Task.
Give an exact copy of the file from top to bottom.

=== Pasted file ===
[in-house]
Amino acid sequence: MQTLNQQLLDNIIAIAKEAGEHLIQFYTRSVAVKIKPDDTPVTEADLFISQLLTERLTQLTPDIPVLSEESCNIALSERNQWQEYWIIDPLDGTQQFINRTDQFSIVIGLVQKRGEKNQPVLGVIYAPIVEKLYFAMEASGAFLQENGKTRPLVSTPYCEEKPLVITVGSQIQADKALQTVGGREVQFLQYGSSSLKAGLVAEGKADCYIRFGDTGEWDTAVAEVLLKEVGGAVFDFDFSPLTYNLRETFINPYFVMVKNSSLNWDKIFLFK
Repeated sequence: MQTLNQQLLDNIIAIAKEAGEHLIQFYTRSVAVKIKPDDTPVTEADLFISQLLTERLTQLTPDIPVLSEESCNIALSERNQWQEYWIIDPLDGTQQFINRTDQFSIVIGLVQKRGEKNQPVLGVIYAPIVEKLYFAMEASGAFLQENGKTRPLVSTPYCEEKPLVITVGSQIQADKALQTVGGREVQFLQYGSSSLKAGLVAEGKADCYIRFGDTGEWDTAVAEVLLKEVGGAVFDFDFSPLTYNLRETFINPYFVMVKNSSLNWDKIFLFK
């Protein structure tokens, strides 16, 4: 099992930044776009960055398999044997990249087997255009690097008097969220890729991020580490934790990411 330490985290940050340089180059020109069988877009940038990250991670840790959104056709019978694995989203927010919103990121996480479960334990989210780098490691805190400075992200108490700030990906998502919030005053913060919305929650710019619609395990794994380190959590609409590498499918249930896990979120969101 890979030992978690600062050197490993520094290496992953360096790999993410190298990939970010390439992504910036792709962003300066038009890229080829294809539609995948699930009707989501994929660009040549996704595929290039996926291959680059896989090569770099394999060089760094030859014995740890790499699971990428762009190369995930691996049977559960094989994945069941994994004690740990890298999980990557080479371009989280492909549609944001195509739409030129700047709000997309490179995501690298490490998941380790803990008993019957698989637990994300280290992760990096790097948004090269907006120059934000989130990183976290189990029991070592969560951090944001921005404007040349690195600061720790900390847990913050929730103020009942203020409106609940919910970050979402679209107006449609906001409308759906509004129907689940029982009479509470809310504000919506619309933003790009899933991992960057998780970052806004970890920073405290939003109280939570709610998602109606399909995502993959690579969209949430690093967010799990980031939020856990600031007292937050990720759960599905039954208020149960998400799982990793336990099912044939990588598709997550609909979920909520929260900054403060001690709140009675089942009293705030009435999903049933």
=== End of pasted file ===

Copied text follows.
[in-house]
Amino acid sequence: MQTLNQQLLDNIIAIAKEAGEHLIQFYTRSVAVKIKPDDTPVTEADLFISQLLTERLTQLTPDIPVLSEESCNIALSERNQWQEYWIIDPLDGTQQFINRTDQFSIVIGLVQKRGEKNQPVLGVIYAPIVEKLYFAMEASGAFLQENGKTRPLVSTPYCEEKPLVITVGSQIQADKALQTVGGREVQFLQYGSSSLKAGLVAEGKADCYIRFGDTGEWDTAVAEVLLKEVGGAVFDFDFSPLTYNLRETFINPYFVMVKNSSLNWDKIFLFK
Repeated sequence: MQTLNQQLLDNIIAIAKEAGEHLIQFYTRSVAVKIKPDDTPVTEADLFISQLLTERLTQLTPDIPVLSEESCNIALSERNQWQEYWIIDPLDGTQQFINRTDQFSIVIGLVQKRGEKNQPVLGVIYAPIVEKLYFAMEASGAFLQENGKTRPLVSTPYCEEKPLVITVGSQIQADKALQTVGGREVQFLQYGSSSLKAGLVAEGKADCYIRFGDTGEWDTAVAEVLLKEVGGAVFDFDFSPLTYNLRETFINPYFVMVKNSSLNWDKIFLFK
């Protein structure tokens, strides 16, 4: 099992930044776009960055398999044997990249087997255009690097008097969220890729991020580490934790990411 330490985290940050340089180059020109069988877009940038990250991670840790959104056709019978694995989203927010919103990121996480479960334990989210780098490691805190400075992200108490700030990906998502919030005053913060919305929650710019619609395990794994380190959590609409590498499918249930896990979120969101 890979030992978690600062050197490993520094290496992953360096790999993410190298990939970010390439992504910036792709962003300066038009890229080829294809539609995948699930009707989501994929660009040549996704595929290039996926291959680059896989090569770099394999060089760094030859014995740890790499699971990428762009190369995930691996049977559960094989994945069941994994004690740990890298999980990557080479371009989280492909549609944001195509739409030129700047709000997309490179995501690298490490998941380790803990008993019957698989637990994300280290992760990096790097948004090269907006120059934000989130990183976290189990029991070592969560951090944001921005404007040349690195600061720790900390847990913050929730103020009942203020409106609940919910970050979402679209107006449609906001409308759906509004129907689940029982009479509470809310504000919506619309933003790009899933991992960057998780970052806004970890920073405290939003109280939570709610998602109606399909995502993959690579969209949430690093967010799990980031939020856990600031007292937050990720759960599905039954208020149960998400799982990793336990099912044939990588598709997550609909979920909520929260900054403060001690709140009675089942009293705030009435999903049933």